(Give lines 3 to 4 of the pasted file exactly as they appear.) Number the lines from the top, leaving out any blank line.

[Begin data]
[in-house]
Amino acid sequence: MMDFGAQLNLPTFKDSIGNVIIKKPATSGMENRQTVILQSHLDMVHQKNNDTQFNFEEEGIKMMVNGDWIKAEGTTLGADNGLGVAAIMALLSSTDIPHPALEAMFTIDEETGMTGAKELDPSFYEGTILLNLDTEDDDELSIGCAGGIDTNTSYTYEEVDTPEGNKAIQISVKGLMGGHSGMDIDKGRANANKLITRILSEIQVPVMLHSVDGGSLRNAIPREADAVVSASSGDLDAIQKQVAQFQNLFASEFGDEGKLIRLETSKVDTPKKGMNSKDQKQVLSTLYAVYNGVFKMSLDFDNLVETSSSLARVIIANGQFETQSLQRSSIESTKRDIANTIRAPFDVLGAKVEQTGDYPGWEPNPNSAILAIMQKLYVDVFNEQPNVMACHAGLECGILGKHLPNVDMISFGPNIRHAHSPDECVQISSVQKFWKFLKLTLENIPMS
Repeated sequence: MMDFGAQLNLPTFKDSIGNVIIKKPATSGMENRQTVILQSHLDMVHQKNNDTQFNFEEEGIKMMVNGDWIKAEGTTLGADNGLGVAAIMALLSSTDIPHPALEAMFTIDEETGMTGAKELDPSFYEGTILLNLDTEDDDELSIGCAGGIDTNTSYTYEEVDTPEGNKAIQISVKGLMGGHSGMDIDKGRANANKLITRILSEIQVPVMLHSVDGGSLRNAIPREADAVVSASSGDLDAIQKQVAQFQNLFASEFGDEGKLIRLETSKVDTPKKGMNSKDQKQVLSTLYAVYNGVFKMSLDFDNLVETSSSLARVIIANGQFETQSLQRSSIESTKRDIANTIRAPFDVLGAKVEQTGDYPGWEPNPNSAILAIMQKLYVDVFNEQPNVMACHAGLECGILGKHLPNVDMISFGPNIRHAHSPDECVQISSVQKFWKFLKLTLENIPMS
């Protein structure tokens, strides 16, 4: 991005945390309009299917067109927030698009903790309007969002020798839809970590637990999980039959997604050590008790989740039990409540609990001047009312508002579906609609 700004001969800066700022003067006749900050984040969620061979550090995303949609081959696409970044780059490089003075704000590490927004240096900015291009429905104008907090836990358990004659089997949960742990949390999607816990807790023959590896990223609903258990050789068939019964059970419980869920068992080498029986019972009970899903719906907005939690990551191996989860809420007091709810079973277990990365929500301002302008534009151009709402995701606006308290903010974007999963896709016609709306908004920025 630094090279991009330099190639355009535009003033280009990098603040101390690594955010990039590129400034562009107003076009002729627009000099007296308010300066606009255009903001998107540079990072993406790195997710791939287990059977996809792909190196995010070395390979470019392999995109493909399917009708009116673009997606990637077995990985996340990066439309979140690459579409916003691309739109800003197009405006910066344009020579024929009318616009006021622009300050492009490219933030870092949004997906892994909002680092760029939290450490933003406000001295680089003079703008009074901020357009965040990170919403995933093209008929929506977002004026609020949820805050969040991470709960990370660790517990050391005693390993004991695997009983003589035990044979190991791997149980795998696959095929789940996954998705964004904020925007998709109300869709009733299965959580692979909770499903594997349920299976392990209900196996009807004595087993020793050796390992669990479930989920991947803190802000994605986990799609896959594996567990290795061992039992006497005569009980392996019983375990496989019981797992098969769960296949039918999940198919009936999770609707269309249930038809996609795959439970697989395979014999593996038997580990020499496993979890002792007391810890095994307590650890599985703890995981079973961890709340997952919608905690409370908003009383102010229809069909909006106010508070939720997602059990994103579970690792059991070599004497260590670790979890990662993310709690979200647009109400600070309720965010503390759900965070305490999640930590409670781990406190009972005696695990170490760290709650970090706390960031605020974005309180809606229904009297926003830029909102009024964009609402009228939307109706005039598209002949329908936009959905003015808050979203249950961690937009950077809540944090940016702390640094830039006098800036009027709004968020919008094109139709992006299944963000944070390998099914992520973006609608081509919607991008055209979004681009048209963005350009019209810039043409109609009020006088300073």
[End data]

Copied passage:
Repeated sequence: MMDFGAQLNLPTFKDSIGNVIIKKPATSGMENRQTVILQSHLDMVHQKNNDTQFNFEEEGIKMMVNGDWIKAEGTTLGADNGLGVAAIMALLSSTDIPHPALEAMFTIDEETGMTGAKELDPSFYEGTILLNLDTEDDDELSIGCAGGIDTNTSYTYEEVDTPEGNKAIQISVKGLMGGHSGMDIDKGRANANKLITRILSEIQVPVMLHSVDGGSLRNAIPREADAVVSASSGDLDAIQKQVAQFQNLFASEFGDEGKLIRLETSKVDTPKKGMNSKDQKQVLSTLYAVYNGVFKMSLDFDNLVETSSSLARVIIANGQFETQSLQRSSIESTKRDIANTIRAPFDVLGAKVEQTGDYPGWEPNPNSAILAIMQKLYVDVFNEQPNVMACHAGLECGILGKHLPNVDMISFGPNIRHAHSPDECVQISSVQKFWKFLKLTLENIPMS
């Protein structure tokens, strides 16, 4: 991005945390309009299917067109927030698009903790309007969002020798839809970590637990999980039959997604050590008790989740039990409540609990001047009312508002579906609609 700004001969800066700022003067006749900050984040969620061979550090995303949609081959696409970044780059490089003075704000590490927004240096900015291009429905104008907090836990358990004659089997949960742990949390999607816990807790023959590896990223609903258990050789068939019964059970419980869920068992080498029986019972009970899903719906907005939690990551191996989860809420007091709810079973277990990365929500301002302008534009151009709402995701606006308290903010974007999963896709016609709306908004920025 630094090279991009330099190639355009535009003033280009990098603040101390690594955010990039590129400034562009107003076009002729627009000099007296308010300066606009255009903001998107540079990072993406790195997710791939287990059977996809792909190196995010070395390979470019392999995109493909399917009708009116673009997606990637077995990985996340990066439309979140690459579409916003691309739109800003197009405006910066344009020579024929009318616009006021622009300050492009490219933030870092949004997906892994909002680092760029939290450490933003406000001295680089003079703008009074901020357009965040990170919403995933093209008929929506977002004026609020949820805050969040991470709960990370660790517990050391005693390993004991695997009983003589035990044979190991791997149980795998696959095929789940996954998705964004904020925007998709109300869709009733299965959580692979909770499903594997349920299976392990209900196996009807004595087993020793050796390992669990479930989920991947803190802000994605986990799609896959594996567990290795061992039992006497005569009980392996019983375990496989019981797992098969769960296949039918999940198919009936999770609707269309249930038809996609795959439970697989395979014999593996038997580990020499496993979890002792007391810890095994307590650890599985703890995981079973961890709340997952919608905690409370908003009383102010229809069909909006106010508070939720997602059990994103579970690792059991070599004497260590670790979890990662993310709690979200647009109400600070309720965010503390759900965070305490999640930590409670781990406190009972005696695990170490760290709650970090706390960031605020974005309180809606229904009297926003830029909102009024964009609402009228939307109706005039598209002949329908936009959905003015808050979203249950961690937009950077809540944090940016702390640094830039006098800036009027709004968020919008094109139709992006299944963000944070390998099914992520973006609608081509919607991008055209979004681009048209963005350009019209810039043409109609009020006088300073």